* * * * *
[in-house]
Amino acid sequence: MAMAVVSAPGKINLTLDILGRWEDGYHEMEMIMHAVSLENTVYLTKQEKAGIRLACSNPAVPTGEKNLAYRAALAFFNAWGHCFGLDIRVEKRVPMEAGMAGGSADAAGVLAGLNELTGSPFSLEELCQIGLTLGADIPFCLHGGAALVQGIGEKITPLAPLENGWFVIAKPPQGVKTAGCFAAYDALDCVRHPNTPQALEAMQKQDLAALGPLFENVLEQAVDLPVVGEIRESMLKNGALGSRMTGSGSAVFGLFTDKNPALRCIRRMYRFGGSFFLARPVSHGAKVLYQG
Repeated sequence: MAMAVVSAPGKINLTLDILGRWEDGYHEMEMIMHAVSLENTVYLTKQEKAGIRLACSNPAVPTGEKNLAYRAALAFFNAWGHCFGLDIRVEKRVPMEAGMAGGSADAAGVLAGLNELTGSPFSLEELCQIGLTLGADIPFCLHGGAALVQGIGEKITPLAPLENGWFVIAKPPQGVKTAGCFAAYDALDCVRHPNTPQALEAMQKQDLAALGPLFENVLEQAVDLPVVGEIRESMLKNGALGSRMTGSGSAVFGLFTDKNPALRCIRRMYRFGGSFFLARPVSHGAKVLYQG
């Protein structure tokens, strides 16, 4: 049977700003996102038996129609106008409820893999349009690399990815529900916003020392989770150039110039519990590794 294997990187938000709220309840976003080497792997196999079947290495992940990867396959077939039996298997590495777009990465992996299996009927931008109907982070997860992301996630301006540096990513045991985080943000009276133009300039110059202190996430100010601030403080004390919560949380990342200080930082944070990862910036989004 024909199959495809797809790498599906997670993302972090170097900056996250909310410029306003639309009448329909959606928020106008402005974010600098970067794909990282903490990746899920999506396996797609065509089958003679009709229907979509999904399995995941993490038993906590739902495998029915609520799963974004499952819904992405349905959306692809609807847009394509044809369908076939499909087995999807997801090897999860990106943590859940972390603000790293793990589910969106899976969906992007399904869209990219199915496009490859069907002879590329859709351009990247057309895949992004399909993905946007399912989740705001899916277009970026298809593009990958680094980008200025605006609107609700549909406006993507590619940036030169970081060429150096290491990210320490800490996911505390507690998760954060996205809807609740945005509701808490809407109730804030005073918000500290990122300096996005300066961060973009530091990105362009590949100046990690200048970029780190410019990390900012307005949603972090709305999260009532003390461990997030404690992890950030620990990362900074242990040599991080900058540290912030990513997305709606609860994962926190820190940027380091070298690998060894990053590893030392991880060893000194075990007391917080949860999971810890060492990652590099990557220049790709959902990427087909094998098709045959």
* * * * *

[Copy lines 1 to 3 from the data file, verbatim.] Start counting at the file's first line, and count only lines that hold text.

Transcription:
[in-house]
Amino acid sequence: MAMAVVSAPGKINLTLDILGRWEDGYHEMEMIMHAVSLENTVYLTKQEKAGIRLACSNPAVPTGEKNLAYRAALAFFNAWGHCFGLDIRVEKRVPMEAGMAGGSADAAGVLAGLNELTGSPFSLEELCQIGLTLGADIPFCLHGGAALVQGIGEKITPLAPLENGWFVIAKPPQGVKTAGCFAAYDALDCVRHPNTPQALEAMQKQDLAALGPLFENVLEQAVDLPVVGEIRESMLKNGALGSRMTGSGSAVFGLFTDKNPALRCIRRMYRFGGSFFLARPVSHGAKVLYQG
Repeated sequence: MAMAVVSAPGKINLTLDILGRWEDGYHEMEMIMHAVSLENTVYLTKQEKAGIRLACSNPAVPTGEKNLAYRAALAFFNAWGHCFGLDIRVEKRVPMEAGMAGGSADAAGVLAGLNELTGSPFSLEELCQIGLTLGADIPFCLHGGAALVQGIGEKITPLAPLENGWFVIAKPPQGVKTAGCFAAYDALDCVRHPNTPQALEAMQKQDLAALGPLFENVLEQAVDLPVVGEIRESMLKNGALGSRMTGSGSAVFGLFTDKNPALRCIRRMYRFGGSFFLARPVSHGAKVLYQG